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I read the article “Employees are faster and more creative when solving other people’s problems” by Daniel Pink with fascination. It turns out that we think more creatively and abstractly for others than for ourselves.
The solutions are more concrete when working on things that affect us personally.
What does this have to do with Jewish education?
Plenty, it turns out. I’d like to share just two experiences with you:
1. Recently, a group of four synagogues wanted to brainstorm solutions for their Hebrew schools’ declining enrollment. Among them, there are about 30 students in the 6th grade (daled) class. The brief summary is that after several meetings they were unable to generate any alternatives. Why? Because each one did not want students to go to another location. While discussions are still taking place, they did agree to joint programming several times a year (locations to be determined).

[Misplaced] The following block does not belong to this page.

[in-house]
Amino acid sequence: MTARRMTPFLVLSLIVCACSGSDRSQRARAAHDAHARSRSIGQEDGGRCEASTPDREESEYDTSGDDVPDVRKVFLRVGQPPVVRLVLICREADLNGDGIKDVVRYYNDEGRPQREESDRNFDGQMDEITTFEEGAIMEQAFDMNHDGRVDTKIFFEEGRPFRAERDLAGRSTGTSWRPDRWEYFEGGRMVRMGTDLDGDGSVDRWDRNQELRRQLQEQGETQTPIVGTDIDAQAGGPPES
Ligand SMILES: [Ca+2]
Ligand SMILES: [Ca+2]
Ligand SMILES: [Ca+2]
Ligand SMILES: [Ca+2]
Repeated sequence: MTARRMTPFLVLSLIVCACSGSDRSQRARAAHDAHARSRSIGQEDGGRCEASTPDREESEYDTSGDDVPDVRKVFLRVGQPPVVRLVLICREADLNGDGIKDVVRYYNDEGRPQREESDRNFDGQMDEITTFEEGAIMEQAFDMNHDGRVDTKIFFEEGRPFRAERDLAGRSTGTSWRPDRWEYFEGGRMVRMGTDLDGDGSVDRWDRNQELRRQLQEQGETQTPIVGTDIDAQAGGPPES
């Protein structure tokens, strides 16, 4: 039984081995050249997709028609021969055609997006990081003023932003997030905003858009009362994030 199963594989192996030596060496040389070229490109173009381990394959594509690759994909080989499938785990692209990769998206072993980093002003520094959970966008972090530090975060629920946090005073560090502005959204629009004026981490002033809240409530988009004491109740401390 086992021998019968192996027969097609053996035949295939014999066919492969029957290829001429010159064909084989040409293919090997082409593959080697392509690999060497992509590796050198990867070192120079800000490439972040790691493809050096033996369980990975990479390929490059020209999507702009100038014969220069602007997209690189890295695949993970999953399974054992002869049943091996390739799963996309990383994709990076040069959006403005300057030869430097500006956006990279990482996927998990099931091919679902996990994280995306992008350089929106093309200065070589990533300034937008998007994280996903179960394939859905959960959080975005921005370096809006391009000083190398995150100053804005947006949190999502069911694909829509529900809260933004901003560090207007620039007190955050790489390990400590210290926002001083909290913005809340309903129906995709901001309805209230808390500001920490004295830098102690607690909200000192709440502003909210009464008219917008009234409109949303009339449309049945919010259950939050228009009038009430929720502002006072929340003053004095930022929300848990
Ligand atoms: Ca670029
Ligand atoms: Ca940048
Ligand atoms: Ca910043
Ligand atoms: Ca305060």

2. Two synagogues down the road from each other recently joined efforts to create a ‘collaborative’ Hebrew High school, which sounds like a very good solution. Because each one did not want students to ‘leave the building’ they alternate locations every six months. The programming definitely seems creative. At the outset this seems like a terrific compromise between two ‘competing’ synagogues. Except for the fact that less than 500 yards down the road sits a Jewish community high school. The school was never brought into the conversation, and the conversations leading to this change were facilitated by the community’s Jewish education agency.
Based on the study Pink quotes, he recommends disassociating ourselves from the problem when trying to solve it. How would this work in the Jewish community? How would the scenarios above play out differently? What if we could really think creatively?